Alison Palmer is the author of the poetry chapbook, The Need for Hiding (Dancing Girl Press, 2018). To read an in-depth interview by The Poet’s Billow about the collection visit www.thepoetsbillow.org. Alison’s work appears in FIELD, Bear Review, River Styx, Glass, Cream City Review, Salt Hill, Los Angeles Review and elsewhere. Nominated for a Pushcart Prize, Best New Poets 2017, and a finalist for Eyewear Publishing’s Sexton Prize, Alison lives and writes outside Washington, D.C.
- Generally, I’ve not engaged with much lesbian literature, perhaps due to lack of mainstream availability or due to suspicion that lesbian/bi work is more erotic than literary. However, my expectations were shattered after reading Jeanette Winterson’s Oranges Are Not the Only Fruit. Winterson challenges heterosexual traditions through her descriptions of women loving women as they strive to gain independence from the confines of religion and male power roles. This type of work creates an avenue for sensual lesbian literature to thrive without the need for erotica.
- SMITTEN’s refreshing and defiant tones contribute to strengthening and legitimizing the lesbian literature genre. Even though some of my poetry may focus on my interpersonal relationships with women, I intend my work to be universal. Is lesbian love really any different than any other kind of love? I don’t think I write about it that way—when I’m writing, I’m not thinking, “Oh, how do I describe this kiss like a lesbian would do it…” Kisses, feelings of love, “I never want to leave you” notions, these are all human experiences. This anthology humanizes lesbian/bi literature by removing it from being strictly erotic, and hopefully, it will reach more people this way.
- Frightened, Exhilarated, Humbled, Anxious—these words describe what I’m feeling about being part of SMITTEN. I am all of these because this anthology is really my first, big, “public coming out” experience. My writing has always been sort of a veil, a place where, yes, I can write about my love for a woman, but I can also choose to muddle gender and make it non-existent. Often, in my work the “you” is ambiguous, and I feel safe in this space. So, being published among other women who love women is pretty overwhelming! I’m trying to embrace this “unveiling” because it means so much to live honestly and to inspire others to live honestly, as well.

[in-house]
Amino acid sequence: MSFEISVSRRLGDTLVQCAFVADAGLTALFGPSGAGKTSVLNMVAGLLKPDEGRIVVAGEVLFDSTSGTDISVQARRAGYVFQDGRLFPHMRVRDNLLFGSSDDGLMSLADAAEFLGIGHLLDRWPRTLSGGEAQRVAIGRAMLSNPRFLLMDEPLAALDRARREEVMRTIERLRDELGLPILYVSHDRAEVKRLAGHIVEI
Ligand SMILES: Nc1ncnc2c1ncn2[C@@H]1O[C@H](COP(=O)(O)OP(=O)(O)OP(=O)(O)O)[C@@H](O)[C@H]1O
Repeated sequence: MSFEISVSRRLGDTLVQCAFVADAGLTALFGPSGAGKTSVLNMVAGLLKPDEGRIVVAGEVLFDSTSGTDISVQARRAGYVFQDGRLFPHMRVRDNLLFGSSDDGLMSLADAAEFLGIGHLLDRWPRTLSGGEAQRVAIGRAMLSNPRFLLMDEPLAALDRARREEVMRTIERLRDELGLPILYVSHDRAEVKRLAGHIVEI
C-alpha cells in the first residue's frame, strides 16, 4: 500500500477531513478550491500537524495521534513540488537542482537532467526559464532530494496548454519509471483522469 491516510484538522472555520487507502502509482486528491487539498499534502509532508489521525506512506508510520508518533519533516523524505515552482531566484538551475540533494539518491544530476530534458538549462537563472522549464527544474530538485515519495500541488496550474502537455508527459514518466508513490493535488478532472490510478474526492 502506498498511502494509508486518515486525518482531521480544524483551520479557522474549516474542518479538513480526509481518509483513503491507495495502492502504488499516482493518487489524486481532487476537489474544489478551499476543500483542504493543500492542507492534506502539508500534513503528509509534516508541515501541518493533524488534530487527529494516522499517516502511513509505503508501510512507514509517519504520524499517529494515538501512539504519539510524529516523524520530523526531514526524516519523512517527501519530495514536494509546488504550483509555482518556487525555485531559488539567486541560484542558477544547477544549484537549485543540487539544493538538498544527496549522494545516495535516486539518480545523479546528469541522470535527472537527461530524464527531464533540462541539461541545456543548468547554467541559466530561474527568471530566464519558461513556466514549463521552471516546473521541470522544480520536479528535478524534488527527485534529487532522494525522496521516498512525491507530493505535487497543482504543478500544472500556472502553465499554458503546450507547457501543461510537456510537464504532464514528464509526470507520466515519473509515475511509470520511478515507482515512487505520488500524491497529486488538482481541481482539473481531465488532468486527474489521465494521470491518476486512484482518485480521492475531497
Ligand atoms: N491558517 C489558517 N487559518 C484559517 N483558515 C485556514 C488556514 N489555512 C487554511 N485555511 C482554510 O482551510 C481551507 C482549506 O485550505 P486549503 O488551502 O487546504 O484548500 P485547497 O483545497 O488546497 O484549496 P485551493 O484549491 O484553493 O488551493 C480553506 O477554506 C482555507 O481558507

- I chose these poems because they convey the cognitive dissonance so often experienced concerning sexuality—the desire for secrecy and boundaries, but also for discovery and voice. The titles alone direct and inform the reader: “Impressions” implies how a person may leave a secret, a lingering mark, but only after she has gone, and “Silhouettes” expresses the idea of being nothing more than an easily forgotten outline. In “Impressions,” the speaker claims, “… and how lovely/it would be to sign my name where no one else can see,” which expresses the speaker’s deep sensuality, and also her shame for such thinking. In “Silhouettes,” the speaker describes, “Yesterday was simple; we walked unnoticed/through a park. This, you told me,/is where the sides of things come to die. Hand in hand…” It’s the expected scene of two people strolling through a park, except it’s a doomed place.However, I like to think of these as hopeful poems by their final lines. The speaker WILL “sign her name” on her lover wherever she likes. And, even though the other speaker may be surrounded by the death of things she WILL build a relationship alongside her female lover. Afterall, we women are still
…something to marvel at,
lying like fallen branches:
Everyday a woman’s love for a woman is challenged, and
…It takes courage to bother with
the entirety of beauty—
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